Exclusions Make Our Schools More Inclusive
Our Director Mark Lehain has written this blog:
Yesterday I had my attention drawn to a newly-released Ofsted inspection report. It was glowing about the school in question, and a couple of bits caught my eye as they were so unusual, so I fired up Twitter and posted this:
I've written elsewhere about the confusing and contradictory messages given by authorities about exclusions. One day you might see a letter from a regional director saying exclusions are too high in their patch, and the next read an inspection report praising a school in that area for its turnaround (and the school in question have a very high exclusions rate indeed.)
And while you'll never see a politician explicitly say that they will reduce Heads' abilities to run their schools as they see fit, they will hint at terrible consequences if schools don't do things, or allow their officials to say, in MAT reviews and the like, that exclusion rates are too high and must come down...
Regardless of what others say I’m of the belief that having the power to exclude a child is an essential one for those we entrust to run our schools. I am also of the view that we cannot have a truly inclusive education system without exclusions.
I say this for two important reasons:
- effective use of exclusions improves the standard of behaviour in general – to the benefit of all, but our more vulnerable students the most; and
- exclusions can be the wake-up call needed for children and their families to take poor behaviour seriously and change things for the better.
My logic for the first point is quite simple: for a school system to be truly inclusive, those who work and study there must first and foremost feel safe. No school can be safe without effective behaviour systems, and no behaviour system works without an ultimate end point beyond which no one can go without consequence. By having such an end point and improving the general behaviour, we actually reduce the number of children who reach and exceed it, ultimately keeping more children in school, and being more inclusive as a result.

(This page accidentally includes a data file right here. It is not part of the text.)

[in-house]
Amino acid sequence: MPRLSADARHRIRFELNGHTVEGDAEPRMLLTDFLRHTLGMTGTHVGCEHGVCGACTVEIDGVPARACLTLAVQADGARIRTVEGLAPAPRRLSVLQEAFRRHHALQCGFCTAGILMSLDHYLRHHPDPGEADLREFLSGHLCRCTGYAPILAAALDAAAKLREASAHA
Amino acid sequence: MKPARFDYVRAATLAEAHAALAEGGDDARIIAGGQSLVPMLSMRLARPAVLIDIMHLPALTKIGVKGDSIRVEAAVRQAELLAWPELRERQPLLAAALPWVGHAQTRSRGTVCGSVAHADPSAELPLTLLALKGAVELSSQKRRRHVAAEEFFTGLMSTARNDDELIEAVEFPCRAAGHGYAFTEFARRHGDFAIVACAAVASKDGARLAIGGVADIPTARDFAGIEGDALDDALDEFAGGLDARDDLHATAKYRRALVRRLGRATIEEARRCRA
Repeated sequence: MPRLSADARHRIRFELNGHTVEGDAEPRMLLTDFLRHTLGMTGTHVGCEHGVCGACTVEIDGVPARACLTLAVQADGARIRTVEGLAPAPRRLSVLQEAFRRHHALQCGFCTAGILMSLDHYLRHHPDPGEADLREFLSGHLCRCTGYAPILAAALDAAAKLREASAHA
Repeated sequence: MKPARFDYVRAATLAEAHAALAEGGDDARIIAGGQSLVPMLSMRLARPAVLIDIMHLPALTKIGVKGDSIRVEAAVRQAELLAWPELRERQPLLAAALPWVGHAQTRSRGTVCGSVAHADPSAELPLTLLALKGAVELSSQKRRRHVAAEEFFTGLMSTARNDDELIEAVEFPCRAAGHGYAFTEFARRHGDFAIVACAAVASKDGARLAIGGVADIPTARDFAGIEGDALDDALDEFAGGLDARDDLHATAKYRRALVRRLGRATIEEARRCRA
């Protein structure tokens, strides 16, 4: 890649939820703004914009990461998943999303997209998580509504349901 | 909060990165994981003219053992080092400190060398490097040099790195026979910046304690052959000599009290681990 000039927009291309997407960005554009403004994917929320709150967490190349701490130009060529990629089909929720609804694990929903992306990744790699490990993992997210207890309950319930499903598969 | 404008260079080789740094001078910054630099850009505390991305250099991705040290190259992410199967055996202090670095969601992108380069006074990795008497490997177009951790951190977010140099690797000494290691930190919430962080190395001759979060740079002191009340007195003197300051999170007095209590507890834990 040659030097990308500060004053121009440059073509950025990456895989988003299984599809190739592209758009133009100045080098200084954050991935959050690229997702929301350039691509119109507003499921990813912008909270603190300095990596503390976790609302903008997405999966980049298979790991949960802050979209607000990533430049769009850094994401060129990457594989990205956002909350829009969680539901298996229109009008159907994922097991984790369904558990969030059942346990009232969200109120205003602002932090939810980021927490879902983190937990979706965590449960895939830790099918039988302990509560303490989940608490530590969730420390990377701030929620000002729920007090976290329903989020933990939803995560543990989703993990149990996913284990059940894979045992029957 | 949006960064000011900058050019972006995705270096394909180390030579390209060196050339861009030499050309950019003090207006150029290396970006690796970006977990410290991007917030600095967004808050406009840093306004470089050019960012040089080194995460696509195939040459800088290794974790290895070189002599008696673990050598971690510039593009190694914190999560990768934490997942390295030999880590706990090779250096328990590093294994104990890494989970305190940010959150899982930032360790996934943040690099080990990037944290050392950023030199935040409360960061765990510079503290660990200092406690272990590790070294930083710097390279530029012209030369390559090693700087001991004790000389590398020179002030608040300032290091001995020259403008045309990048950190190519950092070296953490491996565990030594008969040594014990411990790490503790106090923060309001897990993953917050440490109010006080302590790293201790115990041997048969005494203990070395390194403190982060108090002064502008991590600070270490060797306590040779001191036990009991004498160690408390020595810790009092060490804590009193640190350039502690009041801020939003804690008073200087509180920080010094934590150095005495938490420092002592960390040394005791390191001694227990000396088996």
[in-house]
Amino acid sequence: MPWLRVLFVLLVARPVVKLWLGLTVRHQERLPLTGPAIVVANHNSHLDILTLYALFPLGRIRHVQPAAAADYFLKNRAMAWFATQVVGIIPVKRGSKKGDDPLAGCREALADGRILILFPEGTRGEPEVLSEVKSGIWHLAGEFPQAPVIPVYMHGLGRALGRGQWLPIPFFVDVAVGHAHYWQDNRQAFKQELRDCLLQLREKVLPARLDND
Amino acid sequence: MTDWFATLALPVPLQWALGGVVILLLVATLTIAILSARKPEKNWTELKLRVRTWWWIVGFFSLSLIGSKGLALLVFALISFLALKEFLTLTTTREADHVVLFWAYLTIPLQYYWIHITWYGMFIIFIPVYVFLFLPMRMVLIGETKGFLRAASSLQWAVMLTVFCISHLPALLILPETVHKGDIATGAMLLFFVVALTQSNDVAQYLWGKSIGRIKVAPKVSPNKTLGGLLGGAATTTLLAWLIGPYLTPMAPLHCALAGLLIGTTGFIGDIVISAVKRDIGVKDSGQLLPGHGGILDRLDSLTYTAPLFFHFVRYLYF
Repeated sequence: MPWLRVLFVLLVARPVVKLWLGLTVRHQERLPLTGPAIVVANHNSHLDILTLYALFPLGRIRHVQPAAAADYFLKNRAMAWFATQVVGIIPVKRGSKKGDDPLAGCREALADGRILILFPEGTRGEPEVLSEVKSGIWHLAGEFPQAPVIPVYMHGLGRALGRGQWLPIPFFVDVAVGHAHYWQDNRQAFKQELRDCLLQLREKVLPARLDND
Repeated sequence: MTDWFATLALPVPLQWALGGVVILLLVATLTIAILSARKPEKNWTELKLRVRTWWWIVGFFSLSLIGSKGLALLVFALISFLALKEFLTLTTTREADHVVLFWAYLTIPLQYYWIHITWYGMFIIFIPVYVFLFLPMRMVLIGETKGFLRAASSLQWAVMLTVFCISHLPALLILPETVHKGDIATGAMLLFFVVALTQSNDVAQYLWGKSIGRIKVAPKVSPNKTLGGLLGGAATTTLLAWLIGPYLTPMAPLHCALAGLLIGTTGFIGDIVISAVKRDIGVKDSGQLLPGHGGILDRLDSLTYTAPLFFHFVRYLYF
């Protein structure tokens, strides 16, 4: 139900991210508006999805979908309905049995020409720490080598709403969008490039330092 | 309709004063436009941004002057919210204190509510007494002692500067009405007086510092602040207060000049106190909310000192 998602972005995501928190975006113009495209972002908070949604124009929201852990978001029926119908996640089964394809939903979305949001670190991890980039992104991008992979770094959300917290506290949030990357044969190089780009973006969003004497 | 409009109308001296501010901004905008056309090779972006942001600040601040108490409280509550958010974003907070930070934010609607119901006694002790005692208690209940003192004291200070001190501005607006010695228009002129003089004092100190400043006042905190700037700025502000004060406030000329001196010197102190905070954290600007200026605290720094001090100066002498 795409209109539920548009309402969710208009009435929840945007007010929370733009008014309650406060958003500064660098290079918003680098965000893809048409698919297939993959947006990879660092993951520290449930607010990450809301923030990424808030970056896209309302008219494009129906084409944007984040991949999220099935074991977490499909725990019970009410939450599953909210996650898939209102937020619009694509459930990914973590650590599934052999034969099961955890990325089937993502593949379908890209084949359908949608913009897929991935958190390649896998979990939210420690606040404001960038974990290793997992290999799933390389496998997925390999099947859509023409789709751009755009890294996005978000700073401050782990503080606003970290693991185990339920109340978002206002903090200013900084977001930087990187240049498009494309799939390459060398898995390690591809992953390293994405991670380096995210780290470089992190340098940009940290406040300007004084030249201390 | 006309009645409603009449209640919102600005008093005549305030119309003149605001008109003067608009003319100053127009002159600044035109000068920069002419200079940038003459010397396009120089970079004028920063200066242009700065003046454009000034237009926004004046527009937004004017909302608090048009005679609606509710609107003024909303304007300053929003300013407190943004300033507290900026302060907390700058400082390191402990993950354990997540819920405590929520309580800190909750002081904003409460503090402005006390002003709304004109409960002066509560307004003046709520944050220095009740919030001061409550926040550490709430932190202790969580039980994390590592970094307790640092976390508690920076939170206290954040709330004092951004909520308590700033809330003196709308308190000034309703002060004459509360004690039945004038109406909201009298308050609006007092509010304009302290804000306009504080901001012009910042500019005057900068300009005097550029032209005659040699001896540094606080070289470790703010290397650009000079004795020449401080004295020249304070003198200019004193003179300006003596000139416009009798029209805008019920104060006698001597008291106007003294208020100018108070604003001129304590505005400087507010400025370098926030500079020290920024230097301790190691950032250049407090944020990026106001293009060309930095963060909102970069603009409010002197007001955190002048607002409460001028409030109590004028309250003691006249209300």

As usual, on the topic of creating great school behaviour cultures, Tom Bennett has said it best:
“Exclusions are needed as a last resort, or the entire system before it chokes. If there is no terminus for extreme persistent misbehaviour, then anything is permitted up to that point too. Exclusions therefore aren’t a necessary evil. If they are necessary, then they are not evil.”
Some will agree that exclusions can benefit those who are still in school and experiencing fewer disruptions and so on, but rightly ask about the children who are excluded.
The thing is, exclusions CAN be a wake-up call: I’ve seen it so many times as a teacher and a Head. Sometimes, in spite of everything else a school or family does to support a child, it takes a really serious sanction like a fixed-term, or even permanent, exclusion to trigger a positive change.
It is only when a child is ready to look at the consequences of their bad behaviour and commit to improve it that they have a decent chance of being genuinely included in the truest sense of the word: welcomed by peers, supported by teachers, and able to get stuck into their learning properly. Ideally this wouldn’t require an exclusion, but sometimes it does. Preferably they can manage their turnaround at the school they’re already at, but sometimes it might need to be a fresh-start at another place – be that a great school or PRU.
Overall then, judiciously used, exclusions do make our school system more inclusive overall. Let’s not kid ourselves artificially avoiding exclusions will bring about better inclusion by any meaningful definition. And let’s not maintain that exclusions are the end of a child’s chances in education –there are too many examples of it leading to the successful re-inclusion of children one way or another.